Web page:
First look at Hamilton School District budget for 2013-14

At the conference center now at Mercer County Community College. I'll be posting their topline numbers soon.

You can check for updates here or @awisefool.

Hamilton School District to unveil budget numbers tonight

Tonight at the Mercer County Community College, the Hamilton School District will give out its topline numbers for the 2013-14 year.

The budget this year, Superintendent James Parla's first, the school district will try to address lagging test scores, failing school infrastructure and concerns over updating technology and school security.

Last year's budget included a 4 cent tax increase on each $100 of assessed value.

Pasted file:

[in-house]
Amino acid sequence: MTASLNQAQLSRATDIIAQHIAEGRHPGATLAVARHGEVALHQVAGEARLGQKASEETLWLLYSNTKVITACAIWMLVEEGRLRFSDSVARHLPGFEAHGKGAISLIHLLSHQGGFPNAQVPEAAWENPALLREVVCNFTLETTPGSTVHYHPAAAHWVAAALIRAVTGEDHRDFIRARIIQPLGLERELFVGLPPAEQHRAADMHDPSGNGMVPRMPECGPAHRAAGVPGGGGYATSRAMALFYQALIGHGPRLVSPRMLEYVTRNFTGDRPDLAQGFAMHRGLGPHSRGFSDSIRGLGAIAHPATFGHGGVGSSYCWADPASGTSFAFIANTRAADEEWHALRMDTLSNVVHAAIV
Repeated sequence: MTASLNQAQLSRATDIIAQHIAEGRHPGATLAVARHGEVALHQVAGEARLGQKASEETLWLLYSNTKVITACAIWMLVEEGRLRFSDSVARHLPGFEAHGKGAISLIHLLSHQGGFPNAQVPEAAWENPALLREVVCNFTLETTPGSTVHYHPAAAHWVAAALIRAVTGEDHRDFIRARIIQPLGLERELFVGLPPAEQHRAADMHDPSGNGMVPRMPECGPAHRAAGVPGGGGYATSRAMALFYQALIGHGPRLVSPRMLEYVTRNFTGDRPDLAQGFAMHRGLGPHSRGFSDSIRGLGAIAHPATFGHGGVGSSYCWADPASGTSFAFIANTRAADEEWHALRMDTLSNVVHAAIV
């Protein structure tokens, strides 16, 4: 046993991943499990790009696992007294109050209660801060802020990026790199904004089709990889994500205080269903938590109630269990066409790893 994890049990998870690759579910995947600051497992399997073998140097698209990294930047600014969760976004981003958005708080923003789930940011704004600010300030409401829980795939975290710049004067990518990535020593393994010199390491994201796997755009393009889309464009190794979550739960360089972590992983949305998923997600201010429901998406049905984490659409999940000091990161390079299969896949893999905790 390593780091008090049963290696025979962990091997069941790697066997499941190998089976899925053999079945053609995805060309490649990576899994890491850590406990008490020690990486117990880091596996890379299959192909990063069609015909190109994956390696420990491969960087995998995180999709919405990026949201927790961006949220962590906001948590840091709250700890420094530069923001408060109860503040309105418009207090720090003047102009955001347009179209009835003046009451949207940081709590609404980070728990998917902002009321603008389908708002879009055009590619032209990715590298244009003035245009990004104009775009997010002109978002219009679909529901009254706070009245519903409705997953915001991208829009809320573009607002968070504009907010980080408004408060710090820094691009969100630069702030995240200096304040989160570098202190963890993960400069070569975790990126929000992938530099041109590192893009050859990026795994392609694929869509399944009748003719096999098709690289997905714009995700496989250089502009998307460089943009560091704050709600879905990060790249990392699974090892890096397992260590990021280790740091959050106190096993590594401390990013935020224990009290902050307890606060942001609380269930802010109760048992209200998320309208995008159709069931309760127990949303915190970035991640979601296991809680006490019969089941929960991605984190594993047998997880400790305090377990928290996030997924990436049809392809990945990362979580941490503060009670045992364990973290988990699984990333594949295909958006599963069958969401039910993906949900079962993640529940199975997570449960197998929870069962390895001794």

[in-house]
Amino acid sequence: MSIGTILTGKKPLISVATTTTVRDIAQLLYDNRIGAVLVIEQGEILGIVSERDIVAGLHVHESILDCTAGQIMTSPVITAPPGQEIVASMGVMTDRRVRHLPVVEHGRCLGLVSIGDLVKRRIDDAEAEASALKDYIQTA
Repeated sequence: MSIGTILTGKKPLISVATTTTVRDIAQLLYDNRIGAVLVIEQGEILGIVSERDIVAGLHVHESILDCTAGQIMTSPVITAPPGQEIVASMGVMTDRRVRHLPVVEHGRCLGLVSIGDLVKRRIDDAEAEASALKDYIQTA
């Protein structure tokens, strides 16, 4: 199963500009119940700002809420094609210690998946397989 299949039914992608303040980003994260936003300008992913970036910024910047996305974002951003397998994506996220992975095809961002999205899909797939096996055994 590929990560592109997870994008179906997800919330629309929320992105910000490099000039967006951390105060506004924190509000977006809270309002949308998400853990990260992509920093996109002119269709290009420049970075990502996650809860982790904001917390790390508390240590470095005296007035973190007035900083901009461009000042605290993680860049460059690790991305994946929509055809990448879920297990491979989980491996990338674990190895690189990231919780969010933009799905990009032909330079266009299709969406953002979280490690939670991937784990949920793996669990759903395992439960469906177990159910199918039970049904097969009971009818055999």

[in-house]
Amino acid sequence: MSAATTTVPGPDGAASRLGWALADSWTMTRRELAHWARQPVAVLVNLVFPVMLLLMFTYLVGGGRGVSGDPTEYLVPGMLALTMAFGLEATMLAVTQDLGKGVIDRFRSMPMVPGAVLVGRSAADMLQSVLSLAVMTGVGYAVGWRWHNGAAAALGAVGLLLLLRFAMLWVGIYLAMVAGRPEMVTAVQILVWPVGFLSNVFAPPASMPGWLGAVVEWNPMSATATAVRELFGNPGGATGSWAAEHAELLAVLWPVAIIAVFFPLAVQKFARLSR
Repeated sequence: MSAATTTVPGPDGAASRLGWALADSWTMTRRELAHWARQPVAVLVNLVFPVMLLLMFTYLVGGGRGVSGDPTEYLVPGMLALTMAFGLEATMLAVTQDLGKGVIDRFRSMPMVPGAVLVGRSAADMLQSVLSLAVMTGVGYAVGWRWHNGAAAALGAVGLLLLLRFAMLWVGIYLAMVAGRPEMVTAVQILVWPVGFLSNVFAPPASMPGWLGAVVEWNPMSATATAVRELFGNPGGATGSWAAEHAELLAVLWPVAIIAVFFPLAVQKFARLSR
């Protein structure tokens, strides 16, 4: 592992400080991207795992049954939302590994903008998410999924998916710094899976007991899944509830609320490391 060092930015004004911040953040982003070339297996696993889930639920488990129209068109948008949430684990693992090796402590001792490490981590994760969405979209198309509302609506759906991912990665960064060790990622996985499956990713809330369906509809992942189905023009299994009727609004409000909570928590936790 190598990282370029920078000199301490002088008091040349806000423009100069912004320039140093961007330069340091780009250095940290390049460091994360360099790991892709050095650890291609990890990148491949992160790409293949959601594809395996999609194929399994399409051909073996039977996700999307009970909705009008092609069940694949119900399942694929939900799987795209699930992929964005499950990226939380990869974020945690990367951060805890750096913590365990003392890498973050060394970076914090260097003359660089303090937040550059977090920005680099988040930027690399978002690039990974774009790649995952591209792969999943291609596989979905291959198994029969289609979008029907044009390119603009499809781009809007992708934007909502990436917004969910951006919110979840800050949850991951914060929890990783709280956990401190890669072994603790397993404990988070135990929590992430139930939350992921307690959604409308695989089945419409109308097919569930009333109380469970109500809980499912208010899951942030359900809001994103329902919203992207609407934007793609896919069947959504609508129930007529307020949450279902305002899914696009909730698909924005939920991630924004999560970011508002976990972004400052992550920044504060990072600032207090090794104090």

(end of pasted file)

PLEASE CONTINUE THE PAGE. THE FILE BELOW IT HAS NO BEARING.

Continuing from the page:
You can find a pretty good preview from the Times here.

Tuesday, January 29, 2013

State senate president highlights small businesses in Hamilton, Robbinsville

Jim Haws, state Sen. Steve Sweeney (D-West Deptford) and state Sen. Linda Greenstein (D-Plainsboro) talk in Hamilton during Sweeney's small business tour.
HAMILTON — Two local shops played host to state legislators Tuesday afternoon as part of a statewide tour highlighting small businesses.

Senate President Steve Sweeney (D-West Deptford) said outside the Kucker-Haney Paint Company in Hamilton that the trips helped legislators to better understand the problems faced by small businesses.

Such trips and conversations also give legislators insight into problems the legislature might be able to solve, said State Sen. Linda Greenstein (D-Plainsboro).

“It’s the best way to make good legislation,” she said.